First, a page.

Rievaulx Abbey

Charity – a short word indeed, but with its meaning of perfect and unalloyed love it sums up the whole human attitude to God and his creatures.

Or, to use our Lord’s own explanation, it is on charity that all the Law and the Prophets depend….

Charity gives the soul a spiritual circumcision.

The delights of a never ending sabbath, the saving victims offered by the loving soul to God, the perfumed incense and fragrant smoke of sacrifice – these are merely some of the fruits of charity when it is firmly rooted in the soul.

Yet none can flourish or even live in a soul where charity is not present.

The circumcision effected in the soul by charity is the complete casting off of our baser inclinations as they affect both body and soul.

The result is that the flames of lust are quenched and anger’s heat is cooled.

Tempering also the appetites of gluttony, charity further roots out all envy and banishes completely the mother of all vices, pride.

And it so soothes the sting of melancholy in the soul that even accidie, that spiritual torpor which is the aftermath of melancholy, is waylaid.

Yet another effect of charity’s circumci­sion of the soul is that munificence cuts the shackles of graspingness so that nothing – least of all the desire for wealth – can take God’s place in the soul’s devotion.

Surely no physical operation could have greater effect than this spiritual circumcision which amputates vice, drains the pus of sin, removes the dead skin of original sin, and burns away the gan­grene of long-standing evil.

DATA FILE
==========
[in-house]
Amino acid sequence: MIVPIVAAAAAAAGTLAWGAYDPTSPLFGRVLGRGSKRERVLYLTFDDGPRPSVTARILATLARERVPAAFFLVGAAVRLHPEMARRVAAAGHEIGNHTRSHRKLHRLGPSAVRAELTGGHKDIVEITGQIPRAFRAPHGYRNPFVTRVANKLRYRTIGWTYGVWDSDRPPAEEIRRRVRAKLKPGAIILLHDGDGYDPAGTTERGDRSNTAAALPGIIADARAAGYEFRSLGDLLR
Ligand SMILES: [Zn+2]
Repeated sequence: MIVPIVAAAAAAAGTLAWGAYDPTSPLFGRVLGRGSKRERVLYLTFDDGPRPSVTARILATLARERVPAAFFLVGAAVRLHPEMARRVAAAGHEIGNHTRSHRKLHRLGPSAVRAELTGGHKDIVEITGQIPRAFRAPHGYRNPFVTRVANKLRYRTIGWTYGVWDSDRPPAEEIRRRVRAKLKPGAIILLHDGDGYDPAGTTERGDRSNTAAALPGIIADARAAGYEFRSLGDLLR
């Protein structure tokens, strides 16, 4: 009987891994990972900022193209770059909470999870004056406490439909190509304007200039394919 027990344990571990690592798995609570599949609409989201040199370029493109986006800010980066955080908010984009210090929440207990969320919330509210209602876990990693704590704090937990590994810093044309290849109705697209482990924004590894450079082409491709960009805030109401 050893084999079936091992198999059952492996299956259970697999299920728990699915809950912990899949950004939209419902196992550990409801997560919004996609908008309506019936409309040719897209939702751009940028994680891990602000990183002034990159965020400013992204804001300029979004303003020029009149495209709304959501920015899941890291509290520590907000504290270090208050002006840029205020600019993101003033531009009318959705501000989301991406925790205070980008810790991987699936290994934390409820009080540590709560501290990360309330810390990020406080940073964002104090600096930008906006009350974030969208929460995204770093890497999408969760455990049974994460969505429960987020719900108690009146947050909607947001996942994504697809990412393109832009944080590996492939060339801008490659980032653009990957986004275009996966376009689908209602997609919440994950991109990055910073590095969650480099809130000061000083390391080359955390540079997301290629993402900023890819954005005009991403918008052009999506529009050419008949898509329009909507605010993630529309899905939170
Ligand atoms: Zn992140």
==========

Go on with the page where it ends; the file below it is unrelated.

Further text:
Then the mind is untroubled by fear or worry, for the calm of perfect love reigns there.

Lust’s evil desires can leave no stain, anger’s raging will never again sear the soul, nor will pride inflate it with self-importance.

Gone is the blinding desire for earthly glory together with the heat of anger and the sting of ambition.

No longer does the soul yearn for masses of worldly wealth, no more can sadness make it downcast nor envy gnaw at it.

For as Saint Paul tells us, when charity reigns in the soul, there is no envy or double-dealing, no arrogance or self-centredness, no self-pity or self-aggrandizement.

It is easy to see, then, that the circumcision of the soul destroys all evil at the same time as it purifies all the senses of the body, just as the surgeon’s knife cores out a poisoned wound.

Aelred of Rievaulx (1110 – 1167): Speculum Caritatis 10-11, from the Monastic Office of Vigils, Thursday in Week 1 of Ordinary Time, Year 1.